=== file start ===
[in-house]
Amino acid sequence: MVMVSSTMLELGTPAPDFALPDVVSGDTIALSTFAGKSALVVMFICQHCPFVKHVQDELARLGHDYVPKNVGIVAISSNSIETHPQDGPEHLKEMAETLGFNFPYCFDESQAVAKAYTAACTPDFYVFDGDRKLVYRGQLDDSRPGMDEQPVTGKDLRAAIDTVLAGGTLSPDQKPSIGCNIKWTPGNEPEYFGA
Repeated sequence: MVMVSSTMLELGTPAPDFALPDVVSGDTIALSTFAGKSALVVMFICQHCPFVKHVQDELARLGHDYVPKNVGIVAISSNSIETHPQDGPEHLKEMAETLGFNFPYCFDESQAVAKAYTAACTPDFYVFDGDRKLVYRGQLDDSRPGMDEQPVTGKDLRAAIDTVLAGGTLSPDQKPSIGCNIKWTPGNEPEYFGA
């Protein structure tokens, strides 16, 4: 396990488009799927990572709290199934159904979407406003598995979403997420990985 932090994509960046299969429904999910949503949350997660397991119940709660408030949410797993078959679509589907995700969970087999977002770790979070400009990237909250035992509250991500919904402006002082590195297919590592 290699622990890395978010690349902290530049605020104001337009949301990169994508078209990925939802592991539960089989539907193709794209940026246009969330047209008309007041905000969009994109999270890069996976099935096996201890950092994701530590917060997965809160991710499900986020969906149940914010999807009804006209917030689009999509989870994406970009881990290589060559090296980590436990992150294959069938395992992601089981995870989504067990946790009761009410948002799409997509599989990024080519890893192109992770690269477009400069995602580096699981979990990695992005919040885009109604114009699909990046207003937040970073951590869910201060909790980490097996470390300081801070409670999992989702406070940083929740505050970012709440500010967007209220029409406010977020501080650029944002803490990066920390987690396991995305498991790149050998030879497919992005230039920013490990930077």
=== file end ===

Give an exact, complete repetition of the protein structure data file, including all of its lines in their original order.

[in-house]
Amino acid sequence: MVMVSSTMLELGTPAPDFALPDVVSGDTIALSTFAGKSALVVMFICQHCPFVKHVQDELARLGHDYVPKNVGIVAISSNSIETHPQDGPEHLKEMAETLGFNFPYCFDESQAVAKAYTAACTPDFYVFDGDRKLVYRGQLDDSRPGMDEQPVTGKDLRAAIDTVLAGGTLSPDQKPSIGCNIKWTPGNEPEYFGA
Repeated sequence: MVMVSSTMLELGTPAPDFALPDVVSGDTIALSTFAGKSALVVMFICQHCPFVKHVQDELARLGHDYVPKNVGIVAISSNSIETHPQDGPEHLKEMAETLGFNFPYCFDESQAVAKAYTAACTPDFYVFDGDRKLVYRGQLDDSRPGMDEQPVTGKDLRAAIDTVLAGGTLSPDQKPSIGCNIKWTPGNEPEYFGA
């Protein structure tokens, strides 16, 4: 396990488009799927990572709290199934159904979407406003598995979403997420990985 932090994509960046299969429904999910949503949350997660397991119940709660408030949410797993078959679509589907995700969970087999977002770790979070400009990237909250035992509250991500919904402006002082590195297919590592 290699622990890395978010690349902290530049605020104001337009949301990169994508078209990925939802592991539960089989539907193709794209940026246009969330047209008309007041905000969009994109999270890069996976099935096996201890950092994701530590917060997965809160991710499900986020969906149940914010999807009804006209917030689009999509989870994406970009881990290589060559090296980590436990992150294959069938395992992601089981995870989504067990946790009761009410948002799409997509599989990024080519890893192109992770690269477009400069995602580096699981979990990695992005919040885009109604114009699909990046207003937040970073951590869910201060909790980490097996470390300081801070409670999992989702406070940083929740505050970012709440500010967007209220029409406010977020501080650029944002803490990066920390987690396991995305498991790149050998030879497919992005230039920013490990930077």